Joe Stapleton and Matt Broughton: 22 Days of WCOOP PokerStars Radio
The 11th Annual World Championship of Online Poker (WCOOP) is just over a week into its 22-day schedule, which includes 65 tournaments and $30 million in guaranteed prize pools. What’s more, PokerStars Radio has been hosting a daily 90-minute radio show at 15:00 ET featuring, as PokerStars explains, “special guests, exclusive online tournaments, and daily prizes, including WCOOP event tickets and more!”
The show is headlined by Joe “Stapes” Stapleton, who is known for his razor-sharp wit and as the co-host of The Big Game. Stapleton is no stranger to the poker world, nor are his co-hosts — Nick Wealthall and Matt Broughton. The former, who will join PokerStars Radio midway through the WCOOP, is the presenter of the U.K. & Ireland Poker Tour (UKIPT) highlights show, and Broughton is a poker journalist who brings a unique brand of humor and commentary to the EPT Live webcast team.
Stapleton and Broughton were kind enough to talk to us about the 22-day radio marathon that accompanies WCOOP.
How did you become involved in the world of poker commentating and hosting?
Joe Stapleton: I was an aspiring comedy writer, working as a runner in Los Angeles, who happened to get a summer job as a tournament reporter for the World Series of Poker in 2005. Poker was the only place anybody ever paid me to be funny, and it just kinda stuck. I worked my way up from reporter to video producer to podcast host to video host to television host. I'm also available for children's birthday parties and bar mitzvahs.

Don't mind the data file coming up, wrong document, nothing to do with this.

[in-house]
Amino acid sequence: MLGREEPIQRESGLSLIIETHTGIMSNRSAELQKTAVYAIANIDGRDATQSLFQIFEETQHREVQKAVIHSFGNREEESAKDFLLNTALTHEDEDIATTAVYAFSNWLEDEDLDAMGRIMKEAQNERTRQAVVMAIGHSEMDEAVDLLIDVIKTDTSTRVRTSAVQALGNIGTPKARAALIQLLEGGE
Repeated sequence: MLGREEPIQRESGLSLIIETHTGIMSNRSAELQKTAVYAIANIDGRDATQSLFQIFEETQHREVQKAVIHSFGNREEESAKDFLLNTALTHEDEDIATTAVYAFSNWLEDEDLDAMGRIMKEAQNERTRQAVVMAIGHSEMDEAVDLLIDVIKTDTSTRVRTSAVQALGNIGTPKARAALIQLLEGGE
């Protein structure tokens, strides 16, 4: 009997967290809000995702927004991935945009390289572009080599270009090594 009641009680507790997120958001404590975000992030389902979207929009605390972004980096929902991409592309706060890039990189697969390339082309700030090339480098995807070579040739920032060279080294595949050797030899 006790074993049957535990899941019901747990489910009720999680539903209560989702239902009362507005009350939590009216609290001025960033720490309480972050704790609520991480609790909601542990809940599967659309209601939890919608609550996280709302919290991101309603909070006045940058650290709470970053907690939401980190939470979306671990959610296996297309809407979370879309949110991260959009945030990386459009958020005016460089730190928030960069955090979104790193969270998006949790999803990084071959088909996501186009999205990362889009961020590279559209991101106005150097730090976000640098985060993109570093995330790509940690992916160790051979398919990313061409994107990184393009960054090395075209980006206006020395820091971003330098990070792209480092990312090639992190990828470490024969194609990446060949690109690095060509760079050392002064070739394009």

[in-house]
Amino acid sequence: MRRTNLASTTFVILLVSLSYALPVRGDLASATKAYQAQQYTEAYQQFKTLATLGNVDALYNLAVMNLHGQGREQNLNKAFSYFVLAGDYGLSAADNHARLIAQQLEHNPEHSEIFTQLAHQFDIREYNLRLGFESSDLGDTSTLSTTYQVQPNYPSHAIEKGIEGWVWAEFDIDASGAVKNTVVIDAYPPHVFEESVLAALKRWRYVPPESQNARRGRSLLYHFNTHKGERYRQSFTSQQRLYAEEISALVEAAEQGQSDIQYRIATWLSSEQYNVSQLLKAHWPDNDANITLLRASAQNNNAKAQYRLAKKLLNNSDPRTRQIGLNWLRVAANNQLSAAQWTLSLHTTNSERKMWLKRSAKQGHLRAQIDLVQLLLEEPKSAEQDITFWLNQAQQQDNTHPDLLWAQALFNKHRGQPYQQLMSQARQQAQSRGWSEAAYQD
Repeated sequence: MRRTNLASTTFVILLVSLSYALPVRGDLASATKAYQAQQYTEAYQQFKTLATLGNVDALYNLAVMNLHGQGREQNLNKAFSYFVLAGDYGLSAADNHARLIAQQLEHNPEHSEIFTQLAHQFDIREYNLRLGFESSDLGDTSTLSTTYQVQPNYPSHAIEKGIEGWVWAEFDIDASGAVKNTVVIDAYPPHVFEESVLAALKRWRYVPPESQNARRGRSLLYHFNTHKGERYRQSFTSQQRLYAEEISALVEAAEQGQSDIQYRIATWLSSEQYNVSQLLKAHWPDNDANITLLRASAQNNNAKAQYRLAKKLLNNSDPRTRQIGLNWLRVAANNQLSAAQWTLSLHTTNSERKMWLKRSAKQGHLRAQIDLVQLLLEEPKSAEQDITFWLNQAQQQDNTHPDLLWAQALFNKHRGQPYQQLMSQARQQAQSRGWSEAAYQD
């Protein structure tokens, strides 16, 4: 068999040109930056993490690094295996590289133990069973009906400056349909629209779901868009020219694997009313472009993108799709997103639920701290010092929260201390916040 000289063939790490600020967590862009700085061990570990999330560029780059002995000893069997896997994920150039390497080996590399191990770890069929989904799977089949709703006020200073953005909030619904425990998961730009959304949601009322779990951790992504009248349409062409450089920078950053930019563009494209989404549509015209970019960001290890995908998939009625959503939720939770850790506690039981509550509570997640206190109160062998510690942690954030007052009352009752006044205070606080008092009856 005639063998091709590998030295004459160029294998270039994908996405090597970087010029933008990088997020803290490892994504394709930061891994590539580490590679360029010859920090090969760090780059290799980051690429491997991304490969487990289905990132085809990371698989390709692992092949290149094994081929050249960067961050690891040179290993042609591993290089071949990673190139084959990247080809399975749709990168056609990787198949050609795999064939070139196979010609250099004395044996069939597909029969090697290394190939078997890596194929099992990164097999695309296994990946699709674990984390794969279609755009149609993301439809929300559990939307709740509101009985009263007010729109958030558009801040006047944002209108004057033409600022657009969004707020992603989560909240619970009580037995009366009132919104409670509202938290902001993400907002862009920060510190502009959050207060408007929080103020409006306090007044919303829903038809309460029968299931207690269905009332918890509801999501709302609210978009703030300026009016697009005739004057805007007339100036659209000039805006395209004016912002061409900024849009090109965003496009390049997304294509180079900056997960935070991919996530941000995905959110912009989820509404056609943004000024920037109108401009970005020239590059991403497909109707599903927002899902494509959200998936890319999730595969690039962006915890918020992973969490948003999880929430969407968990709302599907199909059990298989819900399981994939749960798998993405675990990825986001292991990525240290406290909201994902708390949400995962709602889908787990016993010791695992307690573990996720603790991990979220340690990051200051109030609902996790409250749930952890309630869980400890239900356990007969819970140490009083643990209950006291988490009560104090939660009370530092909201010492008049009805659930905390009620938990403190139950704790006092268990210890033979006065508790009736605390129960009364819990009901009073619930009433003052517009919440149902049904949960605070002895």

Matt Broughton: An actress friend of mine saw a casting call back in 2005 for a poker show (Poker Night Live), and I went along for an audition while I was still working as European Marketing Director for Midway Games. It became my secret late night "second job!" I’d been into poker since the late 90s, but no one really ever cared. Then it started to take off, and I was just in the right place at the right time.
At the time there were only a handful of us on the show, and we didn’t even have a camera. it was just a voice-over show really. Later, we built a proper studio and it became more production-focused. My first broadcast experience was a four-hour live show that we made up as we went along! Needless to say, that experience has served me very well over the years.
Joe, you’ve worked on numerous poker projects such the Big Game and the EPT. What sets PokerStars Radio apart from other things you’ve done in the past?
JS: I'd have to say the biggest difference is that this is audio only, while the TV stuff has pretty things for you to look at. No! What sets WCOOP Radio apart - shit - I meant PokerStars Radio is that it's all about the fun and giving stuff away. There is less emphasis on analysis and the play itself and more about giving the players something fun to listen to while they're playing.